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By Alissa Margett, Undergraduate Assistant
The evening of October 7, 2013, UW students, faculty, and community members gathered in Kane Hall to attend an event in which EU Ambassador João Vale de Almeida recognized guidebook author and TV/Radio host Rick Steves for his contributions to transatlantic relations and Europe-US understanding through his guidebooks, popular travel program “Rick Steves’ Europe” on PBS, and tours to most of the EU’s twenty-eight member states. At the event, Steves received the first ever “Outstanding Friend of Europe” Award, given to him by the ambassador on behalf of the European Union.
Vale de Almeida, who has served as the Head of the Delegation of the European Union since 2010, introduced Steves and spoke about Steves’ three decades of dedication to promoting American awareness of, and travel to, Europe. The ambassador, who met with Steves in DC earlier last year, lauded Steves for his comprehensive understanding of Europe, saying that he “really gets what Europe is.” After taking the stage to formally receive his award from the ambassador, Steves explained to the audience that he first became interested in Europe at the age of fourteen when his parents took him on a European vacation. Steves admitted that he was less than enthusiastic at the start of the trip, but by the third day he was “hooked on Europe.” He headed back home and later attended UW as an undergraduate, where he graduated with a BA in history. Steves earned and saved all he could during the academic year to be able to return to Europe during the summer, where he learned how to travel inexpensively. He eventually began his work as a tour guide, before starting his own travel company, which today has grown into a more-than-fifty-person operation based in Edmonds, Washington.
Steves, who previously had opted to stay out of public political discussions, now promotes what he calls 'travel as a political act'. Steves advocates travel and face-to-face contact with people of other nations to inspire creative solutions to the problems facing the US today because “we can’t understand the world without experiencing it.” Travel, he insists, is the first step in achieving that.
Ambassador Vale de Almeida later joined Steves on stage to discuss contemporary Europe and the importance of Europe and America’s long-standing relationship. Both agreed the EU-US partnership is crucial and that the US and Europe have much to learn from each other.
In the question-and-answer segment of the event, UW students and community members had the opportunity to ask the ambassador and Steves questions, which ranged from the matter of Turkey’s accession into the EU, the Eurozone crisis, and the safety of Americans traveling to Greece and Egypt. In a tweet from the ambassador later that same night, Vale de Almeida said that he was impressed by UW’s “beautiful campus [and] very internationally minded students.”.
The event was hosted by the EU Center of Excellence of Seattle and Rick Steves’ Europe through the Back Door.
The EU Center of Excellence of Seattle and the Center for West European Studies are collaborating with the UW Middle East Center to offer an evening roundtable entitled “Turkey and the EU: A Panel Discussion” on Thursday, May 22 in Kane Hall to address Turkey’s evolving role in regional affairs and the implications on its long term quest for European Union membership. Dr. Sibel Bozdogan, Lecturer in Architectural History at Harvard University’s Graduate School of Design, Dr. Kemal Kirişci, TÜSÌAD Senior Fellow and Director, Center on the United States and Europe’s Turkey Project at the Brookings Institution, and Dr. Resat Kasaba, Director of the Henry M. Jackson School of International Studies, University of Washington, will discuss the making and consequences of Turkey’s foreign policy priorities.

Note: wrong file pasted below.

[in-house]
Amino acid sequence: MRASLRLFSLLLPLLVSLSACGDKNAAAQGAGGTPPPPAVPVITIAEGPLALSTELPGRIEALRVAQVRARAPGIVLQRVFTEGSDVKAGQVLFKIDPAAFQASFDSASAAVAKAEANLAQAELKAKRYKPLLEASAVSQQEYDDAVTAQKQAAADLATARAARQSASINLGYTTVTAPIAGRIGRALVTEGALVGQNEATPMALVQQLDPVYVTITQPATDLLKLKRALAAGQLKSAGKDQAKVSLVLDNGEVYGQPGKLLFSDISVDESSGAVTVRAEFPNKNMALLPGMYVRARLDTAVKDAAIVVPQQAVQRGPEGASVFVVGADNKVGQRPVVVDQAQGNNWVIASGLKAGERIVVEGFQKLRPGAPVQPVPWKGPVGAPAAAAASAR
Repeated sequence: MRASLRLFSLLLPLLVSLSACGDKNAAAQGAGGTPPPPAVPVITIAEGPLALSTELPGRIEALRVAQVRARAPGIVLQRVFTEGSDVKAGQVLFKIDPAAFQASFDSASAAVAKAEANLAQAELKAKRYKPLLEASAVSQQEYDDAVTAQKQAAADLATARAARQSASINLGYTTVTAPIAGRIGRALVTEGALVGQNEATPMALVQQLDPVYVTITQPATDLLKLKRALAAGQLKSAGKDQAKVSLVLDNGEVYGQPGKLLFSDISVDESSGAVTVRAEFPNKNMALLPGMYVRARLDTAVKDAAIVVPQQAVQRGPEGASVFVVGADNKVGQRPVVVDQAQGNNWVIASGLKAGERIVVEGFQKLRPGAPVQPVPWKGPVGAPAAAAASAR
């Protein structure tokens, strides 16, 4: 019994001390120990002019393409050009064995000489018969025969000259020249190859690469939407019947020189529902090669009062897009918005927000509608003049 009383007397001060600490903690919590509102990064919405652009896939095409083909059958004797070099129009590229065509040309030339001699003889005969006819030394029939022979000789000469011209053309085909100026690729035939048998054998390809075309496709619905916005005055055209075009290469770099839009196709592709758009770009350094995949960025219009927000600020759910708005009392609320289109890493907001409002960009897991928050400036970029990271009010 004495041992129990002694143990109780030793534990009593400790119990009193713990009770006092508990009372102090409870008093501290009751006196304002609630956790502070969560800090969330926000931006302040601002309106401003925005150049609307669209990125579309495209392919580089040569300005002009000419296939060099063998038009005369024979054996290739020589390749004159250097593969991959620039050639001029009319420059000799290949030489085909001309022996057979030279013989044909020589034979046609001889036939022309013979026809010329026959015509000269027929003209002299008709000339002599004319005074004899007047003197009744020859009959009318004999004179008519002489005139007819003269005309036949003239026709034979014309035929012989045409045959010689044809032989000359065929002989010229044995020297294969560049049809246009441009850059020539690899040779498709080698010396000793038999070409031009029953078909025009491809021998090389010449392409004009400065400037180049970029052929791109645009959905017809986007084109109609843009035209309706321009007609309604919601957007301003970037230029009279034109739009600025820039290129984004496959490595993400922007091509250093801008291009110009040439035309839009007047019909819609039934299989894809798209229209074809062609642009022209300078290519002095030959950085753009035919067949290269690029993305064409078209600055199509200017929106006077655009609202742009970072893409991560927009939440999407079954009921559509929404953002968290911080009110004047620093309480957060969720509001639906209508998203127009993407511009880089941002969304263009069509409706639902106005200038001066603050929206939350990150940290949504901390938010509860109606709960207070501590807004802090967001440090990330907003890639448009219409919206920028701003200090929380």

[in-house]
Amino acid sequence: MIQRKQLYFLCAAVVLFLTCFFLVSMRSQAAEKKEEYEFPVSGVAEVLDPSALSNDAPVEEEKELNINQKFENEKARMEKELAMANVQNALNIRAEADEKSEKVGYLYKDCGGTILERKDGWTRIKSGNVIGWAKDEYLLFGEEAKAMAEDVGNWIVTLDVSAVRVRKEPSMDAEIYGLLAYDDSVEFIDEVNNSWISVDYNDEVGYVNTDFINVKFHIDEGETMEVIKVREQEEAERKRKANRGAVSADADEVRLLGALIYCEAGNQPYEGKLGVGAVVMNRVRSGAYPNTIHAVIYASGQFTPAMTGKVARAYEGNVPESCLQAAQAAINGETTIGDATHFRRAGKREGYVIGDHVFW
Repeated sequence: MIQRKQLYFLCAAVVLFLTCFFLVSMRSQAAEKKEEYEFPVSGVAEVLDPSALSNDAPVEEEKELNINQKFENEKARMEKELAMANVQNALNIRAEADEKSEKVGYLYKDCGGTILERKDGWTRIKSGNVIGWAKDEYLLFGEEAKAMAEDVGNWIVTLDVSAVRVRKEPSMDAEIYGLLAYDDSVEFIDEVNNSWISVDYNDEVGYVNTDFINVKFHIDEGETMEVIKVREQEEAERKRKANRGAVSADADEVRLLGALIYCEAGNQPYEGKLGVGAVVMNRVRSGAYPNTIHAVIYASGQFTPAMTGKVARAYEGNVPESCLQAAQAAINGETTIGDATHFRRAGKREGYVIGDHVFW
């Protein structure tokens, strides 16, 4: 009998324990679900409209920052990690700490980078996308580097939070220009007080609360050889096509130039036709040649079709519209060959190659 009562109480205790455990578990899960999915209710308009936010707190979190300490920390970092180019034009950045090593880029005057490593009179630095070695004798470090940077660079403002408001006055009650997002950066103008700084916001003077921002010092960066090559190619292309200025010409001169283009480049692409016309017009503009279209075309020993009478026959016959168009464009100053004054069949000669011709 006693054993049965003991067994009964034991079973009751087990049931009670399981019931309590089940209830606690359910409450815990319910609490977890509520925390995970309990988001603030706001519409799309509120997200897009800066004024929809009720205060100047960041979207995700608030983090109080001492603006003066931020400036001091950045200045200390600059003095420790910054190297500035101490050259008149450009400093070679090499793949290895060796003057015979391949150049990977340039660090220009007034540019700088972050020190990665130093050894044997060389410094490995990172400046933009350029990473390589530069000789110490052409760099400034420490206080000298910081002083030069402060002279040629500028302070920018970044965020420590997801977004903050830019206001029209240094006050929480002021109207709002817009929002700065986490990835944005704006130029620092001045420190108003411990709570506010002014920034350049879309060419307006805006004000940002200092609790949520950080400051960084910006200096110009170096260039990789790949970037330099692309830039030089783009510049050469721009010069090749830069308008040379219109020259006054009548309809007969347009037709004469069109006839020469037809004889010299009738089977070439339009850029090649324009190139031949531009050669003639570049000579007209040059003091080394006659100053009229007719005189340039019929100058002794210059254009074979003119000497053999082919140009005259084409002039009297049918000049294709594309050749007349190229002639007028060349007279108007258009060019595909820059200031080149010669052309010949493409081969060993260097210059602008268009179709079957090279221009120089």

Dr. Kemal Kirişci
TÜSÌAD Senior Fellow
Dr. Sibel Bozdogan
Lecturer in Architectural History
Harvard University, Graduate School of Design
Additionally, afternoon lectures on the Seattle campus on May 19 and May 21 will be open to students for credit, taught by the visiting experts.
The Center for West European Studies was pleased to once again offer a distinguished lecturer to present at the Washington State Conference on Social Studies retreat, held in Lake Chelan, WA on March 14-16, 2014. Dr. Turan Kayaoglu, Associate Professor of International Relations/Associate Director of Faculty, Interdisciplinary Arts and Sciences, UW Tacoma, spoke on “Trying Islam: Muslims before the European Court of Human Rights” during one of the breakout sessions at the conference to K-12 educators. CWES has continuously provided expert speakers to this annual educator retreat, and is pleased to engage with social studies teachers at this content-rich event.
Dr. Turan Kayaoglu
Associate Professor of International Relations; Associate Director of Faculty, Interdisciplinary Arts and Sciences, UW Tacoma
By Alissa Margett, Undergraduate Assistant
On the afternoon of February 24, a group of more than 30 UW students and faculty gathered to hear a presentation on “The Euro Crisis: Causes, Implications, and Consequences” given by distinguished political scientists Tanja A. Börzel (below, right) and Thomas Risse (left). Tanja Börzel is Professor of Political Science and holds the Chair of European Integration at the Otto Suhr Institute of Political Science at the Freie Universität Berlin. Her research focuses on questions of institutional changes related to Europeanization, as well as on the diffusion of European ideas and policies within and outside of the EU. Prof. Dr. Thomas Risse is director of the Center for Transnational Relations, Foreign and Security Policy at the Otto Suhr Institute of Political Science at the Freie Universität Berlin. His research focus includes transnational identities and the social impacts/domestic changes as a result of Europeanization. Together the two head the Research College ‘The Transformative Power of Europe’ funded by the Deutsche Forschungsgemeinschaft.
In the first half of the lecture, Börzel evaluated the EU’s response to the euro crisis and argued that the EU had not gone far enough in addressing the root causes, disparities in economic competitiveness between northern and southern member states. She argued that if the EU stops at the creation of a banking union without pursuing more meaningful measures to tackle this north-south divide, employment and general economic conditions will not improve. Following Börzel, Risse discussed perceptions of collective European identity and EU legitimacy in the public sphere. Risse reported that, despite the economic woes faced by EU citizens, levels of Euroskepticism have remained relatively stable over the last two years throughout the member states and that most EU citizens attribute high unemployment figures to failures of their national governments, not of the EU. Additionally, polls show that most EU citizens have at least a secondary "European identity" in addition to their national identities, a sure sign of the deep and long-lasting social impact of integration. These findings left Risse, more optimistic than Börzel, as to the EU’s ability to move forward from the crisis.